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  • Those Concerned About America’s Border Hoping ‘Third Country’ Rule Will Alleviate Crisis

    Daily Surge Summary: An imminent change to America’s immigration policy could make considerable difference in the numbers of those seeking entrance to the U.S. via refugee status. 

    In a significant move with potentially far-reaching practical implications, the Trump administration Monday announced a new “safe third country” policy which drastically reduces the number of Central American migrants eligible to receive asylum in the U.S.

    JACK CROWE/National Review discloses the change, which will take effect Tuesday when it is published in the Federal Register,

    requires that migrants first apply for refugee status in Mexico, or whatever country they enter after leaving home, before seeking asylum in the U.S. Under the policy, only those migrants who have been denied asylum in another country will be eligible to seek asylum in the U.S.

    In a statement, Acting Secretary of Homeland Security Kevin McAleenan said

    “Ultimately, today’s action will reduce the overwhelming burdens on our domestic system caused by asylum-seekers failing to seek urgent protection in the first available country, economic migrants lacking a legitimate fear of persecution, and the transnational criminal organizations, traffickers, and smugglers exploiting our system for profits.”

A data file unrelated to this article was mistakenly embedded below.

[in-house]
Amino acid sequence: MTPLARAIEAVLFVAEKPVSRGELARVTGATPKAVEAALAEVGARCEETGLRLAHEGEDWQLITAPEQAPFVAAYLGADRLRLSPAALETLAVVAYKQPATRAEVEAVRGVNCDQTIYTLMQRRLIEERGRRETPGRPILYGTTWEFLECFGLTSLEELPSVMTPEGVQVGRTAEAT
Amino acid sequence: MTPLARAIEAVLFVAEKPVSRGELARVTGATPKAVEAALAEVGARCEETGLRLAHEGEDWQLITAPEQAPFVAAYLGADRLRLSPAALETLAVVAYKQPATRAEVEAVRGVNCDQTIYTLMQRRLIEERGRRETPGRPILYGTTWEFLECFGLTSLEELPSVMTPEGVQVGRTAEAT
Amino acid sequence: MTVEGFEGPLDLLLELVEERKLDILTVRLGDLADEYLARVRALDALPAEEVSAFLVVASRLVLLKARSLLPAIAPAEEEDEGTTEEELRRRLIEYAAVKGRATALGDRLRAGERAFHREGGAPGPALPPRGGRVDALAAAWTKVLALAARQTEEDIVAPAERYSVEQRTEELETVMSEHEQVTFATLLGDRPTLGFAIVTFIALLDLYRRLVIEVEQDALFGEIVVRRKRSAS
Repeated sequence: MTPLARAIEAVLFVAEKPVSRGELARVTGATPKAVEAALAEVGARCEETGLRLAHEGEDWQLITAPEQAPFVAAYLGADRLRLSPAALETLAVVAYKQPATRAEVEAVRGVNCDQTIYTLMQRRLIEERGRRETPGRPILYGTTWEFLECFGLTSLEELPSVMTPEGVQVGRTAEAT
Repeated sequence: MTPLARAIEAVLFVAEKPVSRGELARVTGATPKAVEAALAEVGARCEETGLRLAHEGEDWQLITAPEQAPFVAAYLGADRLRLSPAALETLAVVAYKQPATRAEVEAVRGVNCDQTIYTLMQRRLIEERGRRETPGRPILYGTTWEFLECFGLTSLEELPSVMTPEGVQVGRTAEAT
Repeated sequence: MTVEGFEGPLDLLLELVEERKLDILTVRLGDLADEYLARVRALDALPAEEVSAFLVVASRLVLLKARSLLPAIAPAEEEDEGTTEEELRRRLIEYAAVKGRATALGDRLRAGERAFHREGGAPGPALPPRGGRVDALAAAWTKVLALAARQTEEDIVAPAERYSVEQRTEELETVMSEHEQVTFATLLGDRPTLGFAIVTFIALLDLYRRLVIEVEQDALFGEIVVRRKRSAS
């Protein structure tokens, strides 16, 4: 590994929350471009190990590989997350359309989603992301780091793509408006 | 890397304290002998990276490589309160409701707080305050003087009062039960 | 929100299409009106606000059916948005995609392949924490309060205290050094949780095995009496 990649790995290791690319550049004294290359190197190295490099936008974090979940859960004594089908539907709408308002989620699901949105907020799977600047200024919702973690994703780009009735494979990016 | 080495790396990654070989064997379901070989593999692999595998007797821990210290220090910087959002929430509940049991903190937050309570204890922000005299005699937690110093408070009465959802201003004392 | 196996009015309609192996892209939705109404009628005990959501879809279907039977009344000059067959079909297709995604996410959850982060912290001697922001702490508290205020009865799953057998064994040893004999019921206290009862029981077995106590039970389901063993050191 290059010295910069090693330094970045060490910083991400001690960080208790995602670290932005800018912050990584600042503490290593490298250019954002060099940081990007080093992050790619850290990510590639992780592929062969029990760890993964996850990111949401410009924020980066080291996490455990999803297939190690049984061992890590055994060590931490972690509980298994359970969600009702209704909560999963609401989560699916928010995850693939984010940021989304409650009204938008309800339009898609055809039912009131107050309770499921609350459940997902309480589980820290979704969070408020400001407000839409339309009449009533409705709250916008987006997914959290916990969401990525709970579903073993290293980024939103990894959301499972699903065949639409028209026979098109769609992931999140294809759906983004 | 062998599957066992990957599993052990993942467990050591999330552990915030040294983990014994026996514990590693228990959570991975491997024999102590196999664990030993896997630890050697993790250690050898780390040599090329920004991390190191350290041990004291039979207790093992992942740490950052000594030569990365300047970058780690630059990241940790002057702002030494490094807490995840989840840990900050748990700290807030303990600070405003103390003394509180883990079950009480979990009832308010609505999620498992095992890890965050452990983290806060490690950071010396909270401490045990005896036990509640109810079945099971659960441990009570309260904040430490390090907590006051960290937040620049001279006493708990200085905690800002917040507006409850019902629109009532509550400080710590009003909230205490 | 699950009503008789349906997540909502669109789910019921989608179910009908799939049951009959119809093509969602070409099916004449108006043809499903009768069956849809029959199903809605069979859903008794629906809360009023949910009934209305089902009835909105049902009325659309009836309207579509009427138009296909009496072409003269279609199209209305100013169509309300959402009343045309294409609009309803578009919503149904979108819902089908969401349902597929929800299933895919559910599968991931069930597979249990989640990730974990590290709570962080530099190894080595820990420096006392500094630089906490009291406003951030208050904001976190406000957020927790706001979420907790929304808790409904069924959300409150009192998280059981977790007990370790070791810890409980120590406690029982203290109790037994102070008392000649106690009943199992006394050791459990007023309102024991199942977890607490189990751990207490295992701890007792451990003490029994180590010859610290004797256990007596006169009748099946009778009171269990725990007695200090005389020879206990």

Of course, multiple legal challenges are expected to the rule change. It is designed to dissuade economic migrants from applying for asylum. Exceptions are designated for victims of human trafficking and other crimes.

    Attorney General Bill Barr said the move would stop “forum shopping by economic migrants and those who seek to exploit our asylum system to obtain entry to the United States—while ensuring that no one is removed from the United States who is more likely than not to be tortured or persecuted on account of a protected ground.”

    The policy shift builds on the previously implemented Migrant Protection Protocols, which required that certain asylum-seekers remain in Mexico while their cases are being adjudicated.

    Presently, the U.S. only has a similar “safe third country” agreement with Canada and administration officials have thus far fallen short in their efforts to come to a comparable understanding with Mexico. Guatemala, El Salvador and other Central American countries are looking at a possible regional compact which would strike a similar deal with the U.S., but … ta-daaa! … a Guatemalan legal challenge is currently standing in the way of finalization of such an agreement. In fact, at this point it looks like prospects for any accord with Guatemala have collapsed.

    I suppose Americans can take some comfort that it’s not just in the fifty states that courts hobble promising immigration and border solutions.

    That said, the activation of this Trump measure here in the U.S. looks to be just around the corner …

    … as the battle to secure America’s borders continues.

    Image: Adapted from: “SFO Protests” by IndivisibleSF is licensed under CC BY 2.0 


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